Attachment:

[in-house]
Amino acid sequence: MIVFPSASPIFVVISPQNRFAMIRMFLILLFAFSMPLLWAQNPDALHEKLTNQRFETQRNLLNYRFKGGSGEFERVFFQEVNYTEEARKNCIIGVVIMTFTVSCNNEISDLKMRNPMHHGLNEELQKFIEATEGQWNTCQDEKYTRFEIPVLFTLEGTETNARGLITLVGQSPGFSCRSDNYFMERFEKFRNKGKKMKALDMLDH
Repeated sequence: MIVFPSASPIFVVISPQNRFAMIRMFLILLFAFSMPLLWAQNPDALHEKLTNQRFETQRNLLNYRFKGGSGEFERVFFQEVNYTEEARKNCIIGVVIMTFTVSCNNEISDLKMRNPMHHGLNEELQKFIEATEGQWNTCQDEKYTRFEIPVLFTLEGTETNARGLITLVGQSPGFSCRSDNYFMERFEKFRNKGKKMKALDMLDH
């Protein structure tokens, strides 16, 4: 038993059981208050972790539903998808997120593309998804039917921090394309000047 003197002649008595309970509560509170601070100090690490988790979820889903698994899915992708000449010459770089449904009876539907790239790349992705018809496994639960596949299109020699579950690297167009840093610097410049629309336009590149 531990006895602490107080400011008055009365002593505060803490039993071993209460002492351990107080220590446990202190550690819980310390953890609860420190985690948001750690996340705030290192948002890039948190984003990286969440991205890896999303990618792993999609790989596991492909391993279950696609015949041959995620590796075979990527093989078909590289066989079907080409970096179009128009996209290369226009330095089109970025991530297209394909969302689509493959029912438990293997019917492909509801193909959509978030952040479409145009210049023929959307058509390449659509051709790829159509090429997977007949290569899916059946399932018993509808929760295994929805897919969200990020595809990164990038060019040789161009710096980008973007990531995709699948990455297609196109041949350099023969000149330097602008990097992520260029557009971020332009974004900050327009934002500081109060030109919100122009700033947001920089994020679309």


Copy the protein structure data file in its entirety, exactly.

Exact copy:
[in-house]
Amino acid sequence: MIVFPSASPIFVVISPQNRFAMIRMFLILLFAFSMPLLWAQNPDALHEKLTNQRFETQRNLLNYRFKGGSGEFERVFFQEVNYTEEARKNCIIGVVIMTFTVSCNNEISDLKMRNPMHHGLNEELQKFIEATEGQWNTCQDEKYTRFEIPVLFTLEGTETNARGLITLVGQSPGFSCRSDNYFMERFEKFRNKGKKMKALDMLDH
Repeated sequence: MIVFPSASPIFVVISPQNRFAMIRMFLILLFAFSMPLLWAQNPDALHEKLTNQRFETQRNLLNYRFKGGSGEFERVFFQEVNYTEEARKNCIIGVVIMTFTVSCNNEISDLKMRNPMHHGLNEELQKFIEATEGQWNTCQDEKYTRFEIPVLFTLEGTETNARGLITLVGQSPGFSCRSDNYFMERFEKFRNKGKKMKALDMLDH
């Protein structure tokens, strides 16, 4: 038993059981208050972790539903998808997120593309998804039917921090394309000047 003197002649008595309970509560509170601070100090690490988790979820889903698994899915992708000449010459770089449904009876539907790239790349992705018809496994639960596949299109020699579950690297167009840093610097410049629309336009590149 531990006895602490107080400011008055009365002593505060803490039993071993209460002492351990107080220590446990202190550690819980310390953890609860420190985690948001750690996340705030290192948002890039948190984003990286969440991205890896999303990618792993999609790989596991492909391993279950696609015949041959995620590796075979990527093989078909590289066989079907080409970096179009128009996209290369226009330095089109970025991530297209394909969302689509493959029912438990293997019917492909509801193909959509978030952040479409145009210049023929959307058509390449659509051709790829159509090429997977007949290569899916059946399932018993509808929760295994929805897919969200990020595809990164990038060019040789161009710096980008973007990531995709699948990455297609196109041949350099023969000149330097602008990097992520260029557009971020332009974004900050327009934002500081109060030109919100122009700033947001920089994020679309």